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Performance Handling for Classic Mopars

Performance Handling for Classic Mopars by Tom Condran is a rare example of a how-to book done correctly. This enthusiastically approached and well written tome boils down the science and procedures of making your Mopar handle into easily understood segments. Tom’s writing style gets you inspired to go to work on your car without being preachy or dumbing the subject down. All projects outlined in the book can be done with hand tools and all of them use factory parts that are relatively cheap, available, and can still be found in wrecking yards.

In fact, Tom is such a true junkyard dog that he carefully outlines procedures as well as the mindset for safely getting parts dirt cheap at the u-pull. It brought back fond memories of my friends and I picking through the once fertile junkyards of the San Francisco Bay Area where a front disc kit off a Dart was under $200 and available on any given day along with a $40 set of cop rims. Included in the junkyard chapter are also checklists and interchange charts. Both of these can be found throughout the book and they alone are worth the price of admission.

Tom also goes through which parts are better bought new and which to buy. All recommendations are based on visualizing the brakes, suspension, chassis and engine as a system being built to accommodate the way the vehicle will be used. In every case Tom provides just enough theory to back up the text and then devotes an entire chapter to theory later in the book should the reader need more of it. The theory part of the book is one of the best laymen’s explanations of suspension theory I have ever seen.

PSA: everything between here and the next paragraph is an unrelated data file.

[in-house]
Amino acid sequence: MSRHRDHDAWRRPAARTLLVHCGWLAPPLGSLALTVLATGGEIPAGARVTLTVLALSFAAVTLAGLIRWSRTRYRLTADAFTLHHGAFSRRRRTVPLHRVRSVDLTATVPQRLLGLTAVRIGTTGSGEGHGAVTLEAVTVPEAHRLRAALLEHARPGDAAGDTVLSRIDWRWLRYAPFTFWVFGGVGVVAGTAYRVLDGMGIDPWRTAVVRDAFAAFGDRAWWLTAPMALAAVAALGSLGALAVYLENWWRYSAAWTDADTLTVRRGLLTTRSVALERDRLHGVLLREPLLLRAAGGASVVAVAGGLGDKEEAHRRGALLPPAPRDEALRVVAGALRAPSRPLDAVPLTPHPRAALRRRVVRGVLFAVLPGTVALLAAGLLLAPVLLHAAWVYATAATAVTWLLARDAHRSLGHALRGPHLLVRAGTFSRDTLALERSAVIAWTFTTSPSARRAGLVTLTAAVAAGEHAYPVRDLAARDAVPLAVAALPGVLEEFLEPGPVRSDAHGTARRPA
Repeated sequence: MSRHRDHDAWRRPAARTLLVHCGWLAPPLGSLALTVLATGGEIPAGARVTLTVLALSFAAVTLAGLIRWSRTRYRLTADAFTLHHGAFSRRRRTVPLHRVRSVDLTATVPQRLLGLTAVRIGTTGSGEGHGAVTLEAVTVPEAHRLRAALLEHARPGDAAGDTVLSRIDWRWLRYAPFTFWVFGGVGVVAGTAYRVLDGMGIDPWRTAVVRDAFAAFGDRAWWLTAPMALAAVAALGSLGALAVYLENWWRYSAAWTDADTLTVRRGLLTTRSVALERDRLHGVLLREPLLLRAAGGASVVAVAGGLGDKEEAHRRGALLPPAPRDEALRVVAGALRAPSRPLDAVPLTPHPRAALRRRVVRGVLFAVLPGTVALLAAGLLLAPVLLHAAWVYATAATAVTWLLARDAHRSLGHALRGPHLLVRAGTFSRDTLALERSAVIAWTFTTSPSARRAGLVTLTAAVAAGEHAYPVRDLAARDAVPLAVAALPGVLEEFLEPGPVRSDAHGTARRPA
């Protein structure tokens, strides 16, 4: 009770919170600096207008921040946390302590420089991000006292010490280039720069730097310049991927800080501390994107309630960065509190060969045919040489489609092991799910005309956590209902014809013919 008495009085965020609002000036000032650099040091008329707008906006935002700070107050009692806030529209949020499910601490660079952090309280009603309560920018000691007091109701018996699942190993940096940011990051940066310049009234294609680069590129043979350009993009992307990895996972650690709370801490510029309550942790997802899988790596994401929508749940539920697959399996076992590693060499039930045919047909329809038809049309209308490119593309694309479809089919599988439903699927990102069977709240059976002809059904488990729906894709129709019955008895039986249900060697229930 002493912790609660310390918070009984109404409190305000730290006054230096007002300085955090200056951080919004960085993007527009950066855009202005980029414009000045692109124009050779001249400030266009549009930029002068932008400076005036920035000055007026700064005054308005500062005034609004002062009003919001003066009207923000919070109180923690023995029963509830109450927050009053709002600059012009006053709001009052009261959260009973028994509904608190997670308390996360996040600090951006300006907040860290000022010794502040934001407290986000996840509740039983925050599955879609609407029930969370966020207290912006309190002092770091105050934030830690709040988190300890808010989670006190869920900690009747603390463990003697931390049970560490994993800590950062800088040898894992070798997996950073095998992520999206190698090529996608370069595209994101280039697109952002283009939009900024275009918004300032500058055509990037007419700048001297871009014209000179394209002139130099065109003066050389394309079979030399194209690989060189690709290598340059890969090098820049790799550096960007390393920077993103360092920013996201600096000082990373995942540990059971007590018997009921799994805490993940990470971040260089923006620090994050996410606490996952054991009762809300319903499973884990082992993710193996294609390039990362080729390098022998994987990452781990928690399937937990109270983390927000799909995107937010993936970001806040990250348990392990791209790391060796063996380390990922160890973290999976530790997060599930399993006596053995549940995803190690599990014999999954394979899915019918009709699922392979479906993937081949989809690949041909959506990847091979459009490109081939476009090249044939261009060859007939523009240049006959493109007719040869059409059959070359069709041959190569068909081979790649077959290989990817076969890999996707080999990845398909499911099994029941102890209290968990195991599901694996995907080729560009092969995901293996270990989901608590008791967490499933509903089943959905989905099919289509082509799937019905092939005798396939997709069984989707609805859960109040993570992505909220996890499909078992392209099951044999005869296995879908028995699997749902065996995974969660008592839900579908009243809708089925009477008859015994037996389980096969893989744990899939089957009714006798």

Much of the work in the book (if not all) has been performed by Tom himself on his ’67 ‘Cuda test mule. I too have done all the tasks outlined in this book and can attest that there is no better source than this book and a factory service manual for getting the projects done and done right in a timely fashion that avoids common pitfalls, frustrations and injuries. While there are definitely more ways than one to skin a cat or work on a Mopar, Tom’s methods will have you out of the garage and on the streets in no time at all.

The latter 45 pages of the book are devoted to checklists, tables, charts, references, part numbers (factory and aftermarket), and a technical glossary. Some of the lists are repeats from earlier chapters merely gathered in one place for YOUR convenience. Wow. The book is spiral/comb bound to lay flat on a fender or bench and is constructed of heavy weight paper. My personal copy has been with me for years and is covered in grease, legible and INTACT. Even if you have years of experience under a Mopar this book is a welcome addition to your library as it is a working book, not a picture book written by “experts”. If it all sounds to good to be true then send a mere $30 (POST PAID!!) to ACME MAIL ORDER, P.O. Box 282612 , San Francisco, CA 94128-2612. No, this book is not in stores. Yes, the book is worth every single hard earned penny. 


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